The Supreme Court ruled unanimously yesterday that the First Amendment does not give special protection against libel suits to people who write private letters to the president giving recommendations on potential appointments.

The ruling came in an unusual case calling for an interpretation of the constitutional right "of the people . . . to petition the government for a redress of grievances."

That right, Chief Justice Warren E. Burger said, is not absolute. "The right to petition is guaranteed; the right to commit libel with impunity is not," he wrote.

The case involved a libel suit against Robert McDonald, who wrote two letters to President Reagan opposing the appointment of North Carolina attorney David I. Smith as U.S. attorney in that state. Smith once represented a client in a North Carolina slander suit against MacDonald.

In the letters, McDonald, who called himself a "staunch" Republican, accused Smith of "fraud and conspiracy to commit fraud, extortion or blackmail" and "violations of professional ethics." Copies of both letters were sent in late 1980 and early 1981 to several members of Congress and to White House counselor Edwin Meese III, now attorney general. At least one was sent to FBI Director William H. Webster.

Smith, who did not get the job, sued McDonald, saying the letters "contained false, slanderous, libelous, inflammatory and derogatory statements" and that McDonald knew they were false.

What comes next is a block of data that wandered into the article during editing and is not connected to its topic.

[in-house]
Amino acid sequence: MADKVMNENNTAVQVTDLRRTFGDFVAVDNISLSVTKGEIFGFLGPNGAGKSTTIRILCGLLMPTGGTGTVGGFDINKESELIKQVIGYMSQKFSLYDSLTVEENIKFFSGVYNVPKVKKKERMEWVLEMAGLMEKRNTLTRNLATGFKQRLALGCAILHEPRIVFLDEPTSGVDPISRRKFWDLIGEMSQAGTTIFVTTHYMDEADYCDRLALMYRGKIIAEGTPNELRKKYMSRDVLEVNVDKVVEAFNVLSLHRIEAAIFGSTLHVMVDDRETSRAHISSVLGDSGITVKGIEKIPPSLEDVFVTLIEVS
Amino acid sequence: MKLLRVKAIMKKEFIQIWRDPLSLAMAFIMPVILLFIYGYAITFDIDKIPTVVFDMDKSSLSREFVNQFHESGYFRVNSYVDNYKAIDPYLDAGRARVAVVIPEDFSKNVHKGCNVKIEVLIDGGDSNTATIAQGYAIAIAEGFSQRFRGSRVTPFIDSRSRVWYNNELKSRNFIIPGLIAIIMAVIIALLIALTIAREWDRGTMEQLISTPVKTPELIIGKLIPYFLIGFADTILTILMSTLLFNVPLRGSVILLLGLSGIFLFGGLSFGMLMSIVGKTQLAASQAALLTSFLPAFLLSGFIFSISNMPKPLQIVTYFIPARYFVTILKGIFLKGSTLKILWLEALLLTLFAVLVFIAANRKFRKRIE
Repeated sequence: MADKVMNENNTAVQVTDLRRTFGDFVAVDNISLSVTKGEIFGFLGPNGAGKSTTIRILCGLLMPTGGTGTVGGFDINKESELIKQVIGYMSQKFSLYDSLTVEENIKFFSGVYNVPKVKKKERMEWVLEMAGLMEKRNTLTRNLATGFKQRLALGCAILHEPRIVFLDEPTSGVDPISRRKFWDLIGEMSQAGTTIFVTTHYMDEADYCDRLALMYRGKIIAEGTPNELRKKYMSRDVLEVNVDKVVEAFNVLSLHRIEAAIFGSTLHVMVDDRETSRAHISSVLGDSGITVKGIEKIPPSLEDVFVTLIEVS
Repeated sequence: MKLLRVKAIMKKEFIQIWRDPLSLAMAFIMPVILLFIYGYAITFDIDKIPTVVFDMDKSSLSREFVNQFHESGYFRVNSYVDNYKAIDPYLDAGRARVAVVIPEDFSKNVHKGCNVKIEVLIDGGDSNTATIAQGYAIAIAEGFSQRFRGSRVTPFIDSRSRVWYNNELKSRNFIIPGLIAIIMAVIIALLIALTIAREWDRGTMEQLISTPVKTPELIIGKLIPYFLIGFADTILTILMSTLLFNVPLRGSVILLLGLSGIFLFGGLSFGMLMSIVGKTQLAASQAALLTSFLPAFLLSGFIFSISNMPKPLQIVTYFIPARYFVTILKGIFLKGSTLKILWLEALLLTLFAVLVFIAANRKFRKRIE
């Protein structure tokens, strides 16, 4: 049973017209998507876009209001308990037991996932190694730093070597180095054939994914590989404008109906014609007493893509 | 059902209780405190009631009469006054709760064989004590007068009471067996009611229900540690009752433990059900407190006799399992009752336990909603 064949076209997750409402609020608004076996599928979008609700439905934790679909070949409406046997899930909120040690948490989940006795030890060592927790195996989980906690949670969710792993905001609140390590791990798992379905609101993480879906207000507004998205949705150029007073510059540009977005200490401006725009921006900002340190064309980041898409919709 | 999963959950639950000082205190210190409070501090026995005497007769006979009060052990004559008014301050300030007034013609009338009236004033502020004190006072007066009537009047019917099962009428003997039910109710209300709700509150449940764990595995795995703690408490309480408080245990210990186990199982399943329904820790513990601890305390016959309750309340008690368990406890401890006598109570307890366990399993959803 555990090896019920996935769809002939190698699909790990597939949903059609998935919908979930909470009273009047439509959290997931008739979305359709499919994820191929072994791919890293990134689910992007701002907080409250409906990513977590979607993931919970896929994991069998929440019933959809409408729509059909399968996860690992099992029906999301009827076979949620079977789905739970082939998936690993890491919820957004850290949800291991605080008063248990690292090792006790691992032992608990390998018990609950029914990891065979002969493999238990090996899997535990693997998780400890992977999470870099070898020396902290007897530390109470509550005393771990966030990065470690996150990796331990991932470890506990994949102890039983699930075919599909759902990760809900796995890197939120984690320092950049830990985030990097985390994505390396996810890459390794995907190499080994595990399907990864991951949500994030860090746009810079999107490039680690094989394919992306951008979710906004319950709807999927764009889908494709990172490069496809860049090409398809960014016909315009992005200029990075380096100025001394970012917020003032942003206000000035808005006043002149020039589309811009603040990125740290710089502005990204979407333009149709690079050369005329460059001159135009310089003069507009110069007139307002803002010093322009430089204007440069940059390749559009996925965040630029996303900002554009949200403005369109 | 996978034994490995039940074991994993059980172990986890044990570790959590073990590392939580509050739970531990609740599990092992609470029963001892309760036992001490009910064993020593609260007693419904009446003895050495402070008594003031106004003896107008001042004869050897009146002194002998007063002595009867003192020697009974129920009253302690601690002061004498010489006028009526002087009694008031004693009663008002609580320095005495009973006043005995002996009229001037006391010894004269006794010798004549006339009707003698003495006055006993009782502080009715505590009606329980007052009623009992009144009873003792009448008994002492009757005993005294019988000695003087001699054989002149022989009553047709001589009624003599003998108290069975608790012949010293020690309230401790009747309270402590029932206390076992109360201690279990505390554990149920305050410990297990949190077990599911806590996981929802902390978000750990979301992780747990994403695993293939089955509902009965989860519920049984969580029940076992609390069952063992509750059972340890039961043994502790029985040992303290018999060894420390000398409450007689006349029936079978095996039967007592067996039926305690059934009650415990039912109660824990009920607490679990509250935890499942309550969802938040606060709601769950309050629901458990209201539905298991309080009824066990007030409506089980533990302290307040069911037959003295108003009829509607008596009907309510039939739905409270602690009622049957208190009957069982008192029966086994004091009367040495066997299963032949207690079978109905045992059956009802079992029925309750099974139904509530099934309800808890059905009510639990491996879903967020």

McDonald asked a trial judge to dismiss the suit, arguing that the right to petition, unlike the right to freedom of speech and press, deserves an absolute immunity from libel suits so that petitioners will not be deterred from "redress of grievances."

The judge refused, and so did the 4th U.S. Circuit Court of Appeals, although some state courts have agreed with McDonald. The Supreme Court, reaching back to 1845 to find a precedent, agreed with the 4th Circuit yesterday.

"To accept McDonald's claim of absolute immunity would elevate the petition clause to special First Amendment status," Burger wrote.

Under North Carolina law, Burger said, McDonald will be protected by the same safeguards afforded the press in libel cases involving public figures. Smith will have to prove that the statements were false and that McDonald made them knowing that they were false or without caring whether they were false.

Justice William J. Brennan Jr., joined by Justices Thurgood Marshall and Harry A. Blackmun, issued a concurring opinion.

"Although we have not previously addressed the precise issue before us today," Brennan said, "we have recurrently treated the right to petition similarly to, and frequently as overlapping with, the First Amendment's other guarantees of free expression.

"There is no persuasive reason for according greater or lesser protection to expression on matters of public importance depending on whether the expression consists of speaking to neighbors across the back-yard fence, publishing an editorial in the local newspaper, or sending a letter to the president of the United States," Brennan continued.

Justice Lewis F. Powell Jr. did not vote.